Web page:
The Royal Mail's chief executive received pay and other benefits of over £1 million last year, the company reported.
Moya Greene's salary for the last financial year was £498,000 and she also received £371,000 under a short term incentive plan, £200,000 in pension payments and £38,000 in other benefits, taking the total to £1.1 million.
Ms Greene, who took over from Adam Crozier, is also in line for payments under a long-term incentive plan provided targets are met by 2014. Ms Greene, who is also eligible for two return flights a year to her native Canada, was paid £778,000 last year, although she joined part-way through the financial year.
The Royal Mail posted improved profits of £211 million, saying it was on the way to restoring the group's financial health. Revenues increased by 4% to £9.5 billion in the last financial year and the Royal Mail Group said it was cash-positive for the first time in four years.
The core postal business, which delivers the six-days-a-week universal service to 29 million addresses, is back in the black after four successive years of losses, making a profit of £23 million on revenues of £7.2 billion, up from a loss of £120 million last year.
The group's operating margin after modernisation costs improved to 2.2% from 0.4% last year, to £211 million from £39 million.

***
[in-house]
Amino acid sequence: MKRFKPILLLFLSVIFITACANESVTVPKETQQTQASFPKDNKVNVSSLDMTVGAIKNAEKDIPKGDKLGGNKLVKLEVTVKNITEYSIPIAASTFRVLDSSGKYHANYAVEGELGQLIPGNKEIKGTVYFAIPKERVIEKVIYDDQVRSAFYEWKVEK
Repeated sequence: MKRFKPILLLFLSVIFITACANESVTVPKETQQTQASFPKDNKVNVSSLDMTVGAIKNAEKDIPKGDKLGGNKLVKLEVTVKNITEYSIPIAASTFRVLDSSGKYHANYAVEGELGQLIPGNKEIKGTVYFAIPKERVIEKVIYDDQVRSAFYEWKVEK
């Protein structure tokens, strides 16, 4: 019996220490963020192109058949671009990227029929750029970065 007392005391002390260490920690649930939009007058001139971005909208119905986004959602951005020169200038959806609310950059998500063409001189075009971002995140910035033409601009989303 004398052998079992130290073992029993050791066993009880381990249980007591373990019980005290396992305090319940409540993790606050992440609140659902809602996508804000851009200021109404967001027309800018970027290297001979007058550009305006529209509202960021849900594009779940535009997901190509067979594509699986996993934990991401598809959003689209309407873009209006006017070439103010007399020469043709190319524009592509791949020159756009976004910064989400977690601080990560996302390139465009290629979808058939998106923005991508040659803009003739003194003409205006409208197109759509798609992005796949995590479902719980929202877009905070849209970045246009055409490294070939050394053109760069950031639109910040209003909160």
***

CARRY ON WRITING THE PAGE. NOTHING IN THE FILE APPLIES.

Donald Brydon, chairman of the Royal Mail Group, said: "Without Moya Greene's unwavering determination, Royal Mail would not have achieved many of its strategic milestones over the past year, such as the successful achievement of state aid clearance and the creation of a new regulatory structure.
"The board agrees that Moya's bonus award is in proportion to the very significant progress she has already made in returning the business to financial health and preparing it for the future."
The group's European parcels business, GLS, and the Post Office business accounted for 89% of the profits after modernisation costs. GLS increased revenues by 5% to £1.6 billion and profits were up 8% to £128 million, while Post Office Limited revenues grew by 3% to £801 million, making profits of £59 million.
Royal Mail said it was now a going concern after the Government took on its pension liabilities under moves to part-privatise the business. The basic pay of a postal worker is just under £20,000. The Communication Workers Union said Royal Mail's improved financial results were good news for the industry, the public and the workers.